Curating Digital Objects

It seems simple: upload a half dozen objects to an online exhibit. Yet there are so many more decisions to consider. How to categorize the object, navigate the online copyright landscape, and properly present objects each required much thoughtful decision-making.

I had initially planned to upload transcribed letters to the editor of the Santa Barbara News-Press. These “voices” and my analysis of them will be my final Clio 1 project. But who own a transcription of a letter posted to public newspaper space? Does the original letter writer? The newspaper? The transcriber? I have requested permission from the transcriber- Darren Hardy with the thought that he “must have” navigated this complex legal environment to post his versions online. In reality, he likely has not because neither the News-Press, nor the letter writers (or their heirs) have bothered to protect their rights in court….. BUT copyright law is out of my area of expertise and the scope of this post.

After determining that with Darren’s permission, I would post away.. I attempted to upload each XML file in Omeka. Unfortunately XML files are not a permitted type of file in Omeka. What the CMS giveth, the CMS taketh away. After attempting to transform the XML files to something more useful, I decided to upload some of my own personal photographs, though I would keep the “Santa Barbara Oil Spill” name for future work on that project. The photos came from a tour of Monticello that I chaperoned back in 2008 and represent a sort of prototypical public history experience.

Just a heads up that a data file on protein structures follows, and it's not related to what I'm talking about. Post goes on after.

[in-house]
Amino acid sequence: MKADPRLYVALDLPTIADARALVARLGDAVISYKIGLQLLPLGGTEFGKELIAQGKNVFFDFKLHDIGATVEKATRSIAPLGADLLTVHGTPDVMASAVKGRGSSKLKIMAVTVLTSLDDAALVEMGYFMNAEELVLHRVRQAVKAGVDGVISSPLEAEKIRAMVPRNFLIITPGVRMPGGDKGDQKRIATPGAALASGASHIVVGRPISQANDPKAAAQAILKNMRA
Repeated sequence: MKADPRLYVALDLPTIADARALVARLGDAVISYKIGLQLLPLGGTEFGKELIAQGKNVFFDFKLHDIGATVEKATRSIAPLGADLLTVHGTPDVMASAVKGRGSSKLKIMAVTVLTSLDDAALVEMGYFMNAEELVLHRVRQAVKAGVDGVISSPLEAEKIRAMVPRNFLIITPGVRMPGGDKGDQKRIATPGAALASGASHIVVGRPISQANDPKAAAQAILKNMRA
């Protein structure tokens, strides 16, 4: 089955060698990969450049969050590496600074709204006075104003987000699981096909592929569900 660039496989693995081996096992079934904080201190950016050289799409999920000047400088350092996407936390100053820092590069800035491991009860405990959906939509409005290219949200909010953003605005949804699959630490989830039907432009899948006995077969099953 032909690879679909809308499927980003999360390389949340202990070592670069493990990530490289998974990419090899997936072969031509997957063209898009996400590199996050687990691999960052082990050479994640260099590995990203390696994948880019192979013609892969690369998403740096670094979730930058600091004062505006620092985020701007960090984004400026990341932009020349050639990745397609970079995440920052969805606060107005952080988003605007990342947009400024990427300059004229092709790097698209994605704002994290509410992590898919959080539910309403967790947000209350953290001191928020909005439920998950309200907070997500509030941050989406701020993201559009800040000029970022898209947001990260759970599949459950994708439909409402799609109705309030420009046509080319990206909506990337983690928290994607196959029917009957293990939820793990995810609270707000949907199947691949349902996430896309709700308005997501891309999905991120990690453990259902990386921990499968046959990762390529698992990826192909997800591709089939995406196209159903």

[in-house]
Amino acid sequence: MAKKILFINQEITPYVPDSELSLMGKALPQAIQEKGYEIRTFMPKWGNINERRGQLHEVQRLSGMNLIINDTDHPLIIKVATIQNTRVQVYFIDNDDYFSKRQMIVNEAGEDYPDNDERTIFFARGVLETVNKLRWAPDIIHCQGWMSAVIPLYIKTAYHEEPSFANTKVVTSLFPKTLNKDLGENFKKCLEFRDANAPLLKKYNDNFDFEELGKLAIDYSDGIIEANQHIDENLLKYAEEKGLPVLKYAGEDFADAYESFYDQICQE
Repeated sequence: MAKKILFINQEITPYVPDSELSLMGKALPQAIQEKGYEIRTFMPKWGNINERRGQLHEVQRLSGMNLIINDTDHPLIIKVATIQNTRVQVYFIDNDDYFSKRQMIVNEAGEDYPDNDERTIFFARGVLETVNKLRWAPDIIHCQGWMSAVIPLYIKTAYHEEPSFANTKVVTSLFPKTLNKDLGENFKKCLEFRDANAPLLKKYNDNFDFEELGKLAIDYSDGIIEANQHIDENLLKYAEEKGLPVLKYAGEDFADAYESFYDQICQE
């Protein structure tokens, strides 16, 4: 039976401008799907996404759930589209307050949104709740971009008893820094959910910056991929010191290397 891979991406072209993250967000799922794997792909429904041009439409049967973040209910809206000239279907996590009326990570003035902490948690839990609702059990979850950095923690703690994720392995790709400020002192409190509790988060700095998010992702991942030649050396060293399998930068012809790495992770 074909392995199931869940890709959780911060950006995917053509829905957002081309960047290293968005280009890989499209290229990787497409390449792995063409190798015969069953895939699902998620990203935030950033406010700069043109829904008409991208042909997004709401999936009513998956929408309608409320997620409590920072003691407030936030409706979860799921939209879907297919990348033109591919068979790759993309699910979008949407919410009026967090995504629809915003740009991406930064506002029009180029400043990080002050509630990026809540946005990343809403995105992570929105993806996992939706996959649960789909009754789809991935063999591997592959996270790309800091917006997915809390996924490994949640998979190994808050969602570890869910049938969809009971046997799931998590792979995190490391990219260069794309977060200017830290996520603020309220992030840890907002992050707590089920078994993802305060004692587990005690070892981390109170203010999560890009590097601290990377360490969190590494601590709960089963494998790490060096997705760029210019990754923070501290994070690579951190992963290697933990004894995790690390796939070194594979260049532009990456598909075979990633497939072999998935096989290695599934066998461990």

Uploading my own material allowed for easier metadata creation. I didn’t need to place uploader (me), letter writers, newspaper editors, and transcribers into “creators”, “publishers”, “contributors”, or “source” categories. Yet there were still difficulties. Does a photograph of an object get a “language” (I decided no). A photo with English text (yes). Dates needed properly formatted descriptions (YYYY-MM-DD) and consistency between data was key.

Once the items were described and thankfully uploaded, I needed to place them into an exhibit. This was also slightly trickier to navigate in Omeka than I expected. Fortunately, all the work of adding images and metadata made the exhibition work much simpler once I knew which buttons created pages and their association with objects. I organized the pages into a vaguely narrative format, though the user could navigate in any order.

My Omeka exhibit is here.

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